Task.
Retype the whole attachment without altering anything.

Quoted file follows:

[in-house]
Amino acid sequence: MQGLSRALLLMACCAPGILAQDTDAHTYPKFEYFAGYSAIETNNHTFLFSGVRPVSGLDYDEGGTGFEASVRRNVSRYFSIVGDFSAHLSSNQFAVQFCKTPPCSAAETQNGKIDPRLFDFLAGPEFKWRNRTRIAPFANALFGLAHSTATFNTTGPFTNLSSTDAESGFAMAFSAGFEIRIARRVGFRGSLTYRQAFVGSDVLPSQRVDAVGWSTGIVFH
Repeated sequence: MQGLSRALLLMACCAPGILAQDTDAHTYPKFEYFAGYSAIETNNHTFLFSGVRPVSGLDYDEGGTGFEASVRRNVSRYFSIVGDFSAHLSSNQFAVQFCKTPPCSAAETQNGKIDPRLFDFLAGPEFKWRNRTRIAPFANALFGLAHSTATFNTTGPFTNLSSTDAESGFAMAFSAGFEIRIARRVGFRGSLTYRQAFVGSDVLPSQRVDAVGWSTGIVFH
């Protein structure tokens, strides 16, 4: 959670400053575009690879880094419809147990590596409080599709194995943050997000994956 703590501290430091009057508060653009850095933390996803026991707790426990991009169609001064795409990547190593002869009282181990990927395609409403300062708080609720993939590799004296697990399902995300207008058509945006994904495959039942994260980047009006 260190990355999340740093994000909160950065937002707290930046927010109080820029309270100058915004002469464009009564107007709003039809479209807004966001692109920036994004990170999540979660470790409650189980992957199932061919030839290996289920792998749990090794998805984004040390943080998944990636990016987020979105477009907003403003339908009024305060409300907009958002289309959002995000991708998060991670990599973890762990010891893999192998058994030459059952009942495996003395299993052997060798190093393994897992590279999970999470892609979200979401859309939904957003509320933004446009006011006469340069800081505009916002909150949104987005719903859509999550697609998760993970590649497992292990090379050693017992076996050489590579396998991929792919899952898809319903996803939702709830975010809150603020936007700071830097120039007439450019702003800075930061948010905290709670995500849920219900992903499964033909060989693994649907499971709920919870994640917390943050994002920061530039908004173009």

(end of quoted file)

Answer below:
[in-house]
Amino acid sequence: MQGLSRALLLMACCAPGILAQDTDAHTYPKFEYFAGYSAIETNNHTFLFSGVRPVSGLDYDEGGTGFEASVRRNVSRYFSIVGDFSAHLSSNQFAVQFCKTPPCSAAETQNGKIDPRLFDFLAGPEFKWRNRTRIAPFANALFGLAHSTATFNTTGPFTNLSSTDAESGFAMAFSAGFEIRIARRVGFRGSLTYRQAFVGSDVLPSQRVDAVGWSTGIVFH
Repeated sequence: MQGLSRALLLMACCAPGILAQDTDAHTYPKFEYFAGYSAIETNNHTFLFSGVRPVSGLDYDEGGTGFEASVRRNVSRYFSIVGDFSAHLSSNQFAVQFCKTPPCSAAETQNGKIDPRLFDFLAGPEFKWRNRTRIAPFANALFGLAHSTATFNTTGPFTNLSSTDAESGFAMAFSAGFEIRIARRVGFRGSLTYRQAFVGSDVLPSQRVDAVGWSTGIVFH
């Protein structure tokens, strides 16, 4: 959670400053575009690879880094419809147990590596409080599709194995943050997000994956 703590501290430091009057508060653009850095933390996803026991707790426990991009169609001064795409990547190593002869009282181990990927395609409403300062708080609720993939590799004296697990399902995300207008058509945006994904495959039942994260980047009006 260190990355999340740093994000909160950065937002707290930046927010109080820029309270100058915004002469464009009564107007709003039809479209807004966001692109920036994004990170999540979660470790409650189980992957199932061919030839290996289920792998749990090794998805984004040390943080998944990636990016987020979105477009907003403003339908009024305060409300907009958002289309959002995000991708998060991670990599973890762990010891893999192998058994030459059952009942495996003395299993052997060798190093393994897992590279999970999470892609979200979401859309939904957003509320933004446009006011006469340069800081505009916002909150949104987005719903859509999550697609998760993970590649497992292990090379050693017992076996050489590579396998991929792919899952898809319903996803939702709830975010809150603020936007700071830097120039007439450019702003800075930061948010905290709670995500849920219900992903499964033909060989693994649907499971709920919870994640917390943050994002920061530039908004173009």